Editor | Cassandra Lau
The number of e-mails that have had to go through firstname.lastname@example.org has been mind-blowing this academic year. Even e-mails from other U.K universities have been quarantined, so it came to my surprise when I received an email like this (without being quarantined):
Careless, or gullible? As a student, I am used to receiving letters from the post stating the deduction of all tax, so when I received this email stating that certain measures had to be taken, I immediately clicked on the link.
The page seemed authentic enough as you can see from below:
They even nailed the format:
But as you can see on the search bar, it writes landscapingofamerica – either someone really didn’t pay attention in Geography class or messed up big time. Anyhow, thanks to that someone, I realised that it was a scam.
Who knows how badly infected my laptop is by now from clicking onto these links for screenshots, but here it is ladies and gents, beware of the above.
What if I clicked onto the link?
According to HMRC,
forward them to HMRC’s phishing email address and phone number
I would also encourage you to forward them to RHUL I.T. as such scams could be avoided with greater precaution from the department. As a university, full-time students are most vulnerable to such scams as it is not an uncommon occurrence to have to deal with a full tax refund.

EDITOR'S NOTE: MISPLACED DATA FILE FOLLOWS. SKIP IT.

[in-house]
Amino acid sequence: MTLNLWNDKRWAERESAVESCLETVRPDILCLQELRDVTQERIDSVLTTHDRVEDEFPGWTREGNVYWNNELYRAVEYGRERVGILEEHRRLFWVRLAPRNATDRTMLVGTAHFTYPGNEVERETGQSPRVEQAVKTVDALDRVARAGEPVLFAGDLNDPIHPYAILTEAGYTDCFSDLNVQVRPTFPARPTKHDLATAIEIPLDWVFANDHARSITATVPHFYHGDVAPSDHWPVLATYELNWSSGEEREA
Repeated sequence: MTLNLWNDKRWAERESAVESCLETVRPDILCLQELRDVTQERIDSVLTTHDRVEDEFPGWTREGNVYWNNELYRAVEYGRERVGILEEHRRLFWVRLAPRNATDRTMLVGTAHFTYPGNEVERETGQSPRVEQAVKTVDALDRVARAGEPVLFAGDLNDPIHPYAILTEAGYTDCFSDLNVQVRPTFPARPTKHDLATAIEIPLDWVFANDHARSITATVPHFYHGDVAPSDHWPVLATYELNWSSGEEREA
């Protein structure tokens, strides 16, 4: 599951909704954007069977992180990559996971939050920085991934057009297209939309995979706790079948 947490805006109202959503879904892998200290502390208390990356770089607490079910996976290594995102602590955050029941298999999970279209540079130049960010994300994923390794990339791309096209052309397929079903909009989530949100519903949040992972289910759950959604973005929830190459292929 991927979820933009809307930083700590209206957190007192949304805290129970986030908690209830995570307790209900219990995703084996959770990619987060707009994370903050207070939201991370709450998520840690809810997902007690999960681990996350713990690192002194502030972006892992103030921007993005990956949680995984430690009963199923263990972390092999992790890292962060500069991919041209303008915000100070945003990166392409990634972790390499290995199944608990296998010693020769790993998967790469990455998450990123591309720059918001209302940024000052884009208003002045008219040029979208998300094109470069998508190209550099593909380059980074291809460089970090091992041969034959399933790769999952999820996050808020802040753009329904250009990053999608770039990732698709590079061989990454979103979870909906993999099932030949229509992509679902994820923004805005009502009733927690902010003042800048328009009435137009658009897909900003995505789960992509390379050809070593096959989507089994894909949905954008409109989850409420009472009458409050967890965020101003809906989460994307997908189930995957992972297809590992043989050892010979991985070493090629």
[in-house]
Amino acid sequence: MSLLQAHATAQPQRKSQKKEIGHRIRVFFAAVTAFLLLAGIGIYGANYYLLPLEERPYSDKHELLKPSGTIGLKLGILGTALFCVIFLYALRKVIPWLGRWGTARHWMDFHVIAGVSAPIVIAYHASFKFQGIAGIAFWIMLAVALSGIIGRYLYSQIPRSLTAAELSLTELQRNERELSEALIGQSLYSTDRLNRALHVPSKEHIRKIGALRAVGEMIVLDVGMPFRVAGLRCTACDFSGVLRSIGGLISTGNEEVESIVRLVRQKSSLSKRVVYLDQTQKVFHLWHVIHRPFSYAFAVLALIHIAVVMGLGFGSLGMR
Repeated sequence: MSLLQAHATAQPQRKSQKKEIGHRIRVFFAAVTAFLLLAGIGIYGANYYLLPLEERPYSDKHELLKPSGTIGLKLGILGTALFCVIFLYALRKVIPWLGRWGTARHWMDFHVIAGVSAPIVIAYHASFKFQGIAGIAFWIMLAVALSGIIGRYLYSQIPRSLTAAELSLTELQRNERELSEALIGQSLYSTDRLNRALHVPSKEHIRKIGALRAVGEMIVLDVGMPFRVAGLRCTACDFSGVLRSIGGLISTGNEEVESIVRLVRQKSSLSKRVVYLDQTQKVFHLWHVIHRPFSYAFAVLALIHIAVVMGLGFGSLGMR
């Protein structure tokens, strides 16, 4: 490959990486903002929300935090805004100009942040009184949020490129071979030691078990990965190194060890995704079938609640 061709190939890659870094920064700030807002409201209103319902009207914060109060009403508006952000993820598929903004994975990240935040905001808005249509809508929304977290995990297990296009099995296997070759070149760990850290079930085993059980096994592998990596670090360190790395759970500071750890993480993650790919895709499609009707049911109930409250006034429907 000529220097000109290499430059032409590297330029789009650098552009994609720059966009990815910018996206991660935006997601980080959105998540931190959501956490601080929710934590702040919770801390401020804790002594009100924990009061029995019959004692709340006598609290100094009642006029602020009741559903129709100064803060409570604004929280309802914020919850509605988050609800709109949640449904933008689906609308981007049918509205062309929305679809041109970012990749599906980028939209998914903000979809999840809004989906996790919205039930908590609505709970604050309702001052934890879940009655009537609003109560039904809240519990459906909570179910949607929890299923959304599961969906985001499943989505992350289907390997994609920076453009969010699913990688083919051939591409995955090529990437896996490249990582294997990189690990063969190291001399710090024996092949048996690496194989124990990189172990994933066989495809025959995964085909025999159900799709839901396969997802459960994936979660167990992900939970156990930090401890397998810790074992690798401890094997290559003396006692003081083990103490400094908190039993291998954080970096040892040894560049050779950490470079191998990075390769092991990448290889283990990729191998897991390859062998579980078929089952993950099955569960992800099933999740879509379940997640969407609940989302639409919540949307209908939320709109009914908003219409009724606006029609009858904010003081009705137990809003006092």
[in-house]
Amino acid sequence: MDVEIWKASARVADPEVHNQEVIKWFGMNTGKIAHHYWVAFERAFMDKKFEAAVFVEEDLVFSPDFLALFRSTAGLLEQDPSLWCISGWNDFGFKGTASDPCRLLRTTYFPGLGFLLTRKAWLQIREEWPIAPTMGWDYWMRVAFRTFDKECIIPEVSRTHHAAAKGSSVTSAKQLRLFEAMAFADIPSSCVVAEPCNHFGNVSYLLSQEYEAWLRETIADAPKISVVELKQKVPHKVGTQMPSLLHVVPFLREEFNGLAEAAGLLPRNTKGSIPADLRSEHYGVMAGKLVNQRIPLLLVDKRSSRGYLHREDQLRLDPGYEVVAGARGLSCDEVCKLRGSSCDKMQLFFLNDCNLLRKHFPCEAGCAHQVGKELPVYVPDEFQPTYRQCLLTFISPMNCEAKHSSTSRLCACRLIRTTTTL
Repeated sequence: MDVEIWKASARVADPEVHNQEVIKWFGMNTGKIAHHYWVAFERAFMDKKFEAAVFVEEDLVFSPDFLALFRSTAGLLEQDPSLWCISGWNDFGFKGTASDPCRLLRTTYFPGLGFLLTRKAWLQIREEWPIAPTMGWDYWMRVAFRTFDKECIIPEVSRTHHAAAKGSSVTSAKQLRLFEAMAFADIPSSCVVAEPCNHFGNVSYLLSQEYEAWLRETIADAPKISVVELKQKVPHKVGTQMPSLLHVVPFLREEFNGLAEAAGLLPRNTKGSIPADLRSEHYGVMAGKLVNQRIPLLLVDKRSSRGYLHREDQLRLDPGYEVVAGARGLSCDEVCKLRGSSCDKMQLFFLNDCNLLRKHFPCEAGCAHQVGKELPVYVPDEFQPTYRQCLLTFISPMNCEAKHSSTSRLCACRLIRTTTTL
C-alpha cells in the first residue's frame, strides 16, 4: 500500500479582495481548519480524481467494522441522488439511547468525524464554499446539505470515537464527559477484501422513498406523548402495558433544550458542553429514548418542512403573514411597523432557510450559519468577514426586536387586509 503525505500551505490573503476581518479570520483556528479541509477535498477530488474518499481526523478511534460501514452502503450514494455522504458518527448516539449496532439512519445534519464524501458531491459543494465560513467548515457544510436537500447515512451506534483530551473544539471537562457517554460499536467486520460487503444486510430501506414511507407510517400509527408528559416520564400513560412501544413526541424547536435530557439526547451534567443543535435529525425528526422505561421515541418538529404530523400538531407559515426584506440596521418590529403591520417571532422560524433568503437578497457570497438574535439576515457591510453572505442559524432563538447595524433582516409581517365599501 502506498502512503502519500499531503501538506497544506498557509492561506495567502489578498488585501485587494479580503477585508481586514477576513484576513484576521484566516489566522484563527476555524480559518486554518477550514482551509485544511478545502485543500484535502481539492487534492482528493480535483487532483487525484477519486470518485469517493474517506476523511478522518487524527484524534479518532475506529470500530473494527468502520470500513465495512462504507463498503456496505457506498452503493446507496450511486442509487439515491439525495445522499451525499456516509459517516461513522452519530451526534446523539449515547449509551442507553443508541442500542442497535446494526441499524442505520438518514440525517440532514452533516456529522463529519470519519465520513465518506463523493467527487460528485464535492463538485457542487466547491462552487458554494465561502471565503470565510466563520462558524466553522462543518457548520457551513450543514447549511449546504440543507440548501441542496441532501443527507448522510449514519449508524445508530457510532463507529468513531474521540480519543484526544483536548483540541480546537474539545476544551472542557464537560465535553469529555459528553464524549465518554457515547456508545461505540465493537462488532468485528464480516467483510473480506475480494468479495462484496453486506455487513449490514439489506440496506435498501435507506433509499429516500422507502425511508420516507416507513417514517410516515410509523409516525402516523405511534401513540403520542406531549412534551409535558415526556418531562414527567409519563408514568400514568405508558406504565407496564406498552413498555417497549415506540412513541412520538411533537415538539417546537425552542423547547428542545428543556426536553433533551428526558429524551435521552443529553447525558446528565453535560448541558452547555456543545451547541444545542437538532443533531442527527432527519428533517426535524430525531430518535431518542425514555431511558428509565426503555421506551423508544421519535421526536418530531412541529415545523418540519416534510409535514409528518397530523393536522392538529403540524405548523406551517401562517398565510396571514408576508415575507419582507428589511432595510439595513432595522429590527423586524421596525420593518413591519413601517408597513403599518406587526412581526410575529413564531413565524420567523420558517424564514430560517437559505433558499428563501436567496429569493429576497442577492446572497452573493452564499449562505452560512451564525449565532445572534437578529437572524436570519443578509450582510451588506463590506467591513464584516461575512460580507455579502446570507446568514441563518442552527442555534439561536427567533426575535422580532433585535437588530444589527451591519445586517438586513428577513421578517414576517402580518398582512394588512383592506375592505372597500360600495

Haven’t had a reply yet, but will update students if any new information comes my way.
Last year, HMRC warns on tax refund scams as fraudsters have been
“sending scam emails and SMS-messages that promise tac rebates to trick people into disclosing their account and personal details”
As tax authority were processing tax refunds after the end of 2017 to 2018 tax year, fraudsters have been taking advantage of it by sending out scam emails and SMS-messages to con people into giving up their account and personal details.
Important things to note from the Treasury Minister Mel Stride MP are:
Post or through your pay via your employer
“HMRC only informs you about tax refunds through the post or through your pay via your employer. All emails, text messages, or voicemail messages saying you have a tax refund are a scam. Do not click on any links in these messages, and forward them to HMRC’s phishing email address and phone number.”
“criminals will try and use events like the end of the financial year, the self-assessment deadline, and the issuing of tax refunds to target the public and attempt to get them to reveal their personal data. It is important to be alert to the danger.”